I am honored to announce that I have been named a Billboard’s 2019 Digital Power Players for my work in empowering thousands of independent music creators with the tools and resources to self-administer their music copyrights and unlock millions of dollars in royalties all while retaining 100% of their copyrights and 100% of their royalties.

Billboard November 2019 issue. 125th Anniversary Issue featuring Paul McMartney on the cover.

In two weeks, I will be joining fellow music industry executives and experts at the United States Library of Congress in Washington, D.C. to speak at the US Copyright Office’s Symposium for Unclaimed Royalties Study in advance of the launch of the government-sanctioned Mechanical Licensing Collective, which will administer music royalties for the global songwriter community when their songs are streamed in the United States. I am charged with helping the government frame its messaging, outreach and communications strategy to the thousands of songwriters who are often left out of the conversations. I can’t wait to create a seat at the table for them — for the indies!

You can view the entire Billboard 2019 Digital Power Players list in the November 16 issue of the printed publication and online here: https://www.billboard.com/articles/business/8543390/2019-digital-power-players-list

So You Received A Notice From Music Reports Or Harry Fox Agency?

Earlier this week a number of artist managers in a Facebook group posted photos of letters that their clients received from Music Reports Inc. on behalf of Amazon. They asked what the notices meant and if they were legit.

I am sharing my post, which was shared to a number of other music industry groups:

In the last couple of days, several of you have posted about receiving a notice from Music Reports Inc. and questioned whether or not you should act on the letter.

Let me clarify what you’re receiving, why you’re receiving them, and what you should do about it.

The short answer: Unless your client is signed to a major music publisher or major indie (e.g. Kobalt) OPT IN TO ALL DIRECT LICENSES!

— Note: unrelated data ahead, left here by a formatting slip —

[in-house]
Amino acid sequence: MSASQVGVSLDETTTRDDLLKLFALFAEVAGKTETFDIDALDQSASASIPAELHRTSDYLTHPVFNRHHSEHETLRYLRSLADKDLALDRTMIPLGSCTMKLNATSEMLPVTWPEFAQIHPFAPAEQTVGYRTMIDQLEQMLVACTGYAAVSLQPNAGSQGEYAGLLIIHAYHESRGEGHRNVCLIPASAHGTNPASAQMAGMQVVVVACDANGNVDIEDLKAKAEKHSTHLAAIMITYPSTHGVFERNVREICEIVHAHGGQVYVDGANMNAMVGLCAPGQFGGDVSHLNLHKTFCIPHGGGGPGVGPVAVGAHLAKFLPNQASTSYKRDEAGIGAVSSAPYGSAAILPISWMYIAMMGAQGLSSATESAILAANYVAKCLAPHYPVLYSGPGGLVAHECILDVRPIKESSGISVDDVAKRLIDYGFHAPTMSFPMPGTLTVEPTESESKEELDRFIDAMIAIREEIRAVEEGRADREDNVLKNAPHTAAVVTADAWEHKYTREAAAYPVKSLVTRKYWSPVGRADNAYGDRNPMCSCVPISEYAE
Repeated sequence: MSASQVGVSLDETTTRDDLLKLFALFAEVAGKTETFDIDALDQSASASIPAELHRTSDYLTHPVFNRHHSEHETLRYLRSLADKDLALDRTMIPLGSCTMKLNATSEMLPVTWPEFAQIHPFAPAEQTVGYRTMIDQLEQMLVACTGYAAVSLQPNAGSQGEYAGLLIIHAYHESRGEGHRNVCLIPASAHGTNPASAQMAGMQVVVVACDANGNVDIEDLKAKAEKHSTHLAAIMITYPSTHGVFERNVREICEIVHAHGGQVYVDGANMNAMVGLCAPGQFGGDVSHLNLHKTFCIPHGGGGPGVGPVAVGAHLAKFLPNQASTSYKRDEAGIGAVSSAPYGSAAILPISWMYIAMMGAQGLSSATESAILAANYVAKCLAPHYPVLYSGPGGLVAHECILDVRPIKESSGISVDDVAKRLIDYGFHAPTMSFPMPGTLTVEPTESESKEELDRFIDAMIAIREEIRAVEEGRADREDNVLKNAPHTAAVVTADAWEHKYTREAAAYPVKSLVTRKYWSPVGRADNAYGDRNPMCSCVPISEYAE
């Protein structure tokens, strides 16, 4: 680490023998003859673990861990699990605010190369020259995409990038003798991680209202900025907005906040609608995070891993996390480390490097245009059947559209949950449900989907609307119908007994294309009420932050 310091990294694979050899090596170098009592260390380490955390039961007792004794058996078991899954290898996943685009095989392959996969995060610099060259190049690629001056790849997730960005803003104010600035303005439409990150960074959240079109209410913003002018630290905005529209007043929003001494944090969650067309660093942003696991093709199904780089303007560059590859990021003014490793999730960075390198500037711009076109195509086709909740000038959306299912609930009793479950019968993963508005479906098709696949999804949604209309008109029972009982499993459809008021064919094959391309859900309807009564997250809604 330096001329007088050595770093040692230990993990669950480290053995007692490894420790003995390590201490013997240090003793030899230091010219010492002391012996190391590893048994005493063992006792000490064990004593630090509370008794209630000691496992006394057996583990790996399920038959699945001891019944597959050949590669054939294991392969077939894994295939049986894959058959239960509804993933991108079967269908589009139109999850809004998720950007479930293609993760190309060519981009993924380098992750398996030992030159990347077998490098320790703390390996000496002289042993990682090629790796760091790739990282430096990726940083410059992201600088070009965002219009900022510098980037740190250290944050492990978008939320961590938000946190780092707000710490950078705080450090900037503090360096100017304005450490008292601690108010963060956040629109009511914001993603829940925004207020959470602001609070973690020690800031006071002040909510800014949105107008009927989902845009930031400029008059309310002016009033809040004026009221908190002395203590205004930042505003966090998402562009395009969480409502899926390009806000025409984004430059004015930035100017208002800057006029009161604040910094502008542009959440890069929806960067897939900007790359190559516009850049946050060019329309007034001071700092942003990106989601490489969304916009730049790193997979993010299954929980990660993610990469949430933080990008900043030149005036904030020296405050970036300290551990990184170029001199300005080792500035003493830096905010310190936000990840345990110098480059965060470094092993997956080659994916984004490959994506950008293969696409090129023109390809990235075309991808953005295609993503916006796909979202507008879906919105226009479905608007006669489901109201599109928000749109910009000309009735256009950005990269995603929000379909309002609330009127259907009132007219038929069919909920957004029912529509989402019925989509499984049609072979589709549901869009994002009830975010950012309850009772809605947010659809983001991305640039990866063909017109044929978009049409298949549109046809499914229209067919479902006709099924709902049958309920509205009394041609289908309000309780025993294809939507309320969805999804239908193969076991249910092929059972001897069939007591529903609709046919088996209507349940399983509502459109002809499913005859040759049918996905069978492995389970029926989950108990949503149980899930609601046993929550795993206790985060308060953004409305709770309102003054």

Who is sending these notices?

Music licensing clearing houses such as Music Reports Inc. and the Harry Fox Agency (via it’s service Rumblefish) are hired by digital music services (including the big ones like Amazon, Apple, and Spotify; as well as hundreds of small startups like what musically was but is now TikTok) to help the digital service to secure proper licenses (compulsory or direct) to use music in their service, to calculate royalties, and to make payments and remit statements to the proper copyright owners.

What are you receiving?

What you are receiving are opportunities to opt-in to a predetermined (generally nonnegotiable) direct license, alongside every other non-major / non-major-indie publisher in the world, to license your copyrights to a digital platform within the United States (sometimes the deal is worldwide, which can be problematic, but I don’t want complicate this post). There are also Section 115 NOIs, which goes out for every track released on a DSP for the US mechanical license for the underlying composition (this process is being disrupted by the Mechanical License Collective beginning Jan 1, 2021).

Why are you receiving the notice?

You’re receiving the notice because the agent has your information as the copyright owner (or authorized agent of the copyright owner) for copyrights (generally compositions) that have been matched to sound recordings that the digital service either already has or has access to. THIS IS A GOOD THING. This means that the digital service, via their agent’s (MRI, HFA, etc) database of song ownership information, knows who to pay once the copyright begins to earn royalties (or in the case of a one-time payment, they know who to pay from the pro rata advance pool). The flip side is if they do not have your ownership info, the copyright would not be properly licensed and the creators would not be paid — the royalties earned against their copyright would go into the so-called “black box” or the content will be blocked from the service altogether (e.g. notice that your music isn’t on or monetized on Facebook, Instagram, and Oculus?). Also, if the agent does not have your info for certain uses covered by Section 115 of the US Copyright Act, the notice is currently being remitted to the US Copyright Office.

How do you respond?

Review the license and decide if you want to opt-in or not. For most copyright owners, opting in is really your only shot at being licensed by the service. Up-and-coming artists are not going to be able to do a separate direct license with the service as the service has zero incentive to administer a separate agreement with you. They will do a deal with the major publishers and major-indie publishers and a unicorn artist here or there.

How to make sure that your contact information is readily available to these agents to ensure that they can contact you with licensing opportunities and have your payee info for royalties?

You can hire a pub admin (they’ll earn a 15% to 25% commission on all royalties collected) or you can do it yourself and keep 100% of your royalties in North America via TuneRegistry. See this article as an example of DIY.